Ralph deVere White is testing a soy-shiitake supplement in men with early prostate cancer. 

Many men with early, low-grade prostate cancer choose to postpone surgery or radiation, treatments that can result in impotence or incontinence. But the conservative alternative, often called "active surveillance" or "watchful waiting," can be tough psychologically: Some patients call the approach “worry and pray.”

UC Davis Cancer Center researchers are testing what they hope will be a third option for such men: A daily handful of soy-mushroom capsules.

Known as genistein combined polysaccharide, or GCP, the supplement has been studied in two clinical trials at UC Davis Cancer Center. Results are promising. In the first trial, the compound slowed or halted prostate cancer progression in men with early, untreated disease. Data from the second are still being analyzed.

Watchful waiting

GCP is a proprietary extract cultured from soybeans and shiitake mushrooms and marketed by Amino-Up of Japan. It's not a cure, and it's unknown how long its therapeutic effects might last. But GCP could enable men to postpone the day they'll need aggressive medical treatment.

"It's a promising approach," said Ralph deVere White, professor of urology, director of the UC Davis Cancer Center, and principal investigator of the GCP studies. "If we can find a chemopreventive agent capable of slowing or stopping the progression of early, localized prostate cancer, it would be an important development in our treatment of the disease."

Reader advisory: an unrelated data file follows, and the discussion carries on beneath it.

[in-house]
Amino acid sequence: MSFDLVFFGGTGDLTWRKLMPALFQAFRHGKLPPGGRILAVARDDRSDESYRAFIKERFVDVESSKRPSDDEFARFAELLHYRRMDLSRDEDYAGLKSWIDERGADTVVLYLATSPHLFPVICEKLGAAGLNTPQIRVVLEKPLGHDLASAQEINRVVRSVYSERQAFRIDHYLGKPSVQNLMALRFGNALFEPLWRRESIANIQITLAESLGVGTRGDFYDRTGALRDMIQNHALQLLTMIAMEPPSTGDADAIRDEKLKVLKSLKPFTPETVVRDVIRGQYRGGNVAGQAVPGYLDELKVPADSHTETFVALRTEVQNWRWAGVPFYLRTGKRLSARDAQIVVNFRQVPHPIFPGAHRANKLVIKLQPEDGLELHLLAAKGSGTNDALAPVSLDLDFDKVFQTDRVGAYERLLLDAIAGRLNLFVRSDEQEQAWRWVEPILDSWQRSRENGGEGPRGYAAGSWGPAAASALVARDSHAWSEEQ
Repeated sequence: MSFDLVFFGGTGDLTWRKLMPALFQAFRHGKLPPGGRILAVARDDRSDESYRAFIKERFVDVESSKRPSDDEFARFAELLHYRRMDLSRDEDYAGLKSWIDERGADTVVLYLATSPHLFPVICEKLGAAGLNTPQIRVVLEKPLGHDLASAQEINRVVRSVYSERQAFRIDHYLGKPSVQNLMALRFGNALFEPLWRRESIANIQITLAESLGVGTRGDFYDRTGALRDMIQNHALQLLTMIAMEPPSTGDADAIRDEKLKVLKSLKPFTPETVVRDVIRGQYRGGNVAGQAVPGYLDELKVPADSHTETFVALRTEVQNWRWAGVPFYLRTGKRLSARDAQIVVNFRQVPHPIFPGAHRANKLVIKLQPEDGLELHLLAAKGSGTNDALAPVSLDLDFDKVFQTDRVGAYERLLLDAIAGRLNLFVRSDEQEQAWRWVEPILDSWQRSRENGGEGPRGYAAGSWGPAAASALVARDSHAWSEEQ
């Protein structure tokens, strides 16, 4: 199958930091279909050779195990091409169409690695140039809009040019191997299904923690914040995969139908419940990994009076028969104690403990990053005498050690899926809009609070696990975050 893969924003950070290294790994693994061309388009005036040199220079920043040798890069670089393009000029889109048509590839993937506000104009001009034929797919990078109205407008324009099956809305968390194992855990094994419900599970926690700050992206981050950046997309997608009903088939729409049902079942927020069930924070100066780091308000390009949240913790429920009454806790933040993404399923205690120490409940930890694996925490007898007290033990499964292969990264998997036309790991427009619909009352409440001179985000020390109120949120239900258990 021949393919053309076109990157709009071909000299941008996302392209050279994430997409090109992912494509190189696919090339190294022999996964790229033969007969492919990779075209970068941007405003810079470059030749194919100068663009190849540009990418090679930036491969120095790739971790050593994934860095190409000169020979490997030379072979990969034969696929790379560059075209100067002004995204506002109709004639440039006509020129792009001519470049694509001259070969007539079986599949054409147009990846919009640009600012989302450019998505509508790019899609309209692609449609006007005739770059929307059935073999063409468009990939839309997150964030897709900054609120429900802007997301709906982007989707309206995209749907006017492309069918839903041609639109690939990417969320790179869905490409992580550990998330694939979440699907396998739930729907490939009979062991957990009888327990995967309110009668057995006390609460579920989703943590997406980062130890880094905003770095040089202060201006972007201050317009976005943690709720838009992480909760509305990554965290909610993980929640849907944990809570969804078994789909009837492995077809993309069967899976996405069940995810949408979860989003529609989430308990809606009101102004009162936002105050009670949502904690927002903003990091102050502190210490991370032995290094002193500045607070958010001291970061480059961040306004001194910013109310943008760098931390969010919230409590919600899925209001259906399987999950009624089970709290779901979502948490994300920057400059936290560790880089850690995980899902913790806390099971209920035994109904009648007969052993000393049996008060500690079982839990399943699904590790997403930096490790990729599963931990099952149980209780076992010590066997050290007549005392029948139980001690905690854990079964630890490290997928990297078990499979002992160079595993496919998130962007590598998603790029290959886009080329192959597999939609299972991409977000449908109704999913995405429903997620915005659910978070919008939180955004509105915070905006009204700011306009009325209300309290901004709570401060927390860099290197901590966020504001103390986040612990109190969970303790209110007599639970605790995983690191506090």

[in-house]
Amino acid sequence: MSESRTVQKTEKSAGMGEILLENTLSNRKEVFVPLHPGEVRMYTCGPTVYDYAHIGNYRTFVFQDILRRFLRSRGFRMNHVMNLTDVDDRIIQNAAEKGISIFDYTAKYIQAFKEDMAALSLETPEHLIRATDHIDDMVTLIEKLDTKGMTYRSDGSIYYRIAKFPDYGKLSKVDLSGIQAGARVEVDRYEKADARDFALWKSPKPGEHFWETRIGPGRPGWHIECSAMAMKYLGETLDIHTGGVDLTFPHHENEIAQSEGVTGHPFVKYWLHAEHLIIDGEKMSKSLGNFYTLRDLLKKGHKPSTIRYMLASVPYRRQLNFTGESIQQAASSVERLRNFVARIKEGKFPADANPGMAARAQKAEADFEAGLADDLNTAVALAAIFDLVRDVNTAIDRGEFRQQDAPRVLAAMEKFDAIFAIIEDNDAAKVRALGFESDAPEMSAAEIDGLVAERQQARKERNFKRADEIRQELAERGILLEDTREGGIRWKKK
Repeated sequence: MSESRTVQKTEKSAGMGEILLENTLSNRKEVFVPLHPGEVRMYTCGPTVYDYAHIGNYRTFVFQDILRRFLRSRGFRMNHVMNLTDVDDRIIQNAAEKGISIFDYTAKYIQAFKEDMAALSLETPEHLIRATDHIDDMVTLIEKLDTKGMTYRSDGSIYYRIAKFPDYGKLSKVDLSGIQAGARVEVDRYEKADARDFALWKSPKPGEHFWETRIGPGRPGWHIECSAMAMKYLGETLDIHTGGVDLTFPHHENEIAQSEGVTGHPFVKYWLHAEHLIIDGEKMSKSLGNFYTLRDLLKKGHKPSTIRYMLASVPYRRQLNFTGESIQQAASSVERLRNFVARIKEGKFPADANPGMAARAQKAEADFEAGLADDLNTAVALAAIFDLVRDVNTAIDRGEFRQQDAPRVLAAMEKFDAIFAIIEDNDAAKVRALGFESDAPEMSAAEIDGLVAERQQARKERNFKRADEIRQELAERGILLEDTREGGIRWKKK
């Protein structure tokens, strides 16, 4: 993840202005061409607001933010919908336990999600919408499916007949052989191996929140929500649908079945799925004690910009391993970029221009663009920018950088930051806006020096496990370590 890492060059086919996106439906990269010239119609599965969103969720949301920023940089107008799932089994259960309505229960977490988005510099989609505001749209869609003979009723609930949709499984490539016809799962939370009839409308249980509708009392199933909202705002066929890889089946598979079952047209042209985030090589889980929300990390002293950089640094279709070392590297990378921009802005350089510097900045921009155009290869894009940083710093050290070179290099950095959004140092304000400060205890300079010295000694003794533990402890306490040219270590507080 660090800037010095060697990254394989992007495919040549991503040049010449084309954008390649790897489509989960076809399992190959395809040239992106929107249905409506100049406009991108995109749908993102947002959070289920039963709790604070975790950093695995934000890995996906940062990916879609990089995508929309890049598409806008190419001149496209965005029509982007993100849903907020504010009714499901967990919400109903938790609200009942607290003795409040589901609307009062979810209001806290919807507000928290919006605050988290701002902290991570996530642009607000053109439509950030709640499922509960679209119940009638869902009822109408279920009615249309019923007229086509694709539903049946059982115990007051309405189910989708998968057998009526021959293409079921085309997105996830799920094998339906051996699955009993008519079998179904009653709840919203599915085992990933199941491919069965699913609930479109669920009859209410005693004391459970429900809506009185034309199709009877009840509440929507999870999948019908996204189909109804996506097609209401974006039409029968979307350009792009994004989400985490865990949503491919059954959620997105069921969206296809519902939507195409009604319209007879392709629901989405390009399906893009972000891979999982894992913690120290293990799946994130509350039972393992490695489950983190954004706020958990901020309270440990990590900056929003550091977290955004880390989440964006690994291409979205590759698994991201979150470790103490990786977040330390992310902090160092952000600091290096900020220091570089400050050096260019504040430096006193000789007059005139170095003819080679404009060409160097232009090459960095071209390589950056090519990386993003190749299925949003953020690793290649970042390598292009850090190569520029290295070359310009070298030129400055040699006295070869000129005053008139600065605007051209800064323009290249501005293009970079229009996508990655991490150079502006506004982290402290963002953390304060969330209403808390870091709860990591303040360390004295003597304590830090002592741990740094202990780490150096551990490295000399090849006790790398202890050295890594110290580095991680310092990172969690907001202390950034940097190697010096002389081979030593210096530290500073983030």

Long used in Asia

GCP is used as a complementary therapy for prostate cancer in Japan, Korea and other parts of Asia. Before bringing it to clinical trials, UC Davis studied the extract in the laboratory for many years. Robert Hackman, a researcher in the UC Davis Department of Nutrition, has collaborated with deVere White on the studies.

The first clinical study, a small Phase I trial involving 13 prostate cancer patients, took place at the Cancer Center four years ago. Results were published in the Journal of Urology.

In that study, deVere White found that the supplement reduced PSA levels by as much as 61 percent in the prostate cancer patients who had received no previous treatment for their disease. PSA, for prostate-specific antigen, is a marker for prostate cancer. For unknown reasons, GCP didn't benefit men who had received radiation, surgery or hormone therapy. The only side effect was diarrhea.

Phase II trial under way

A second, phase II study enrolled 64 men. The volunteers received either GCP or a placebo for six months. Neither the patients nor the study investigators knew who took the placebo until the six months were up. At that point, patients who received the placebo, along with patients who received GCP but had minimal change in their PSAs, were offered a six-month supply of the supplement at no cost. At the end of that second six-month period, all patients who continued to show a decreased or stable PSA could opt to continue receiving GCP for free, as long as they agreed to have their PSAs checked every six months.

If the results of this study are as promising as the phase I findings, deVere White will seek funding for a much larger, Phase III study.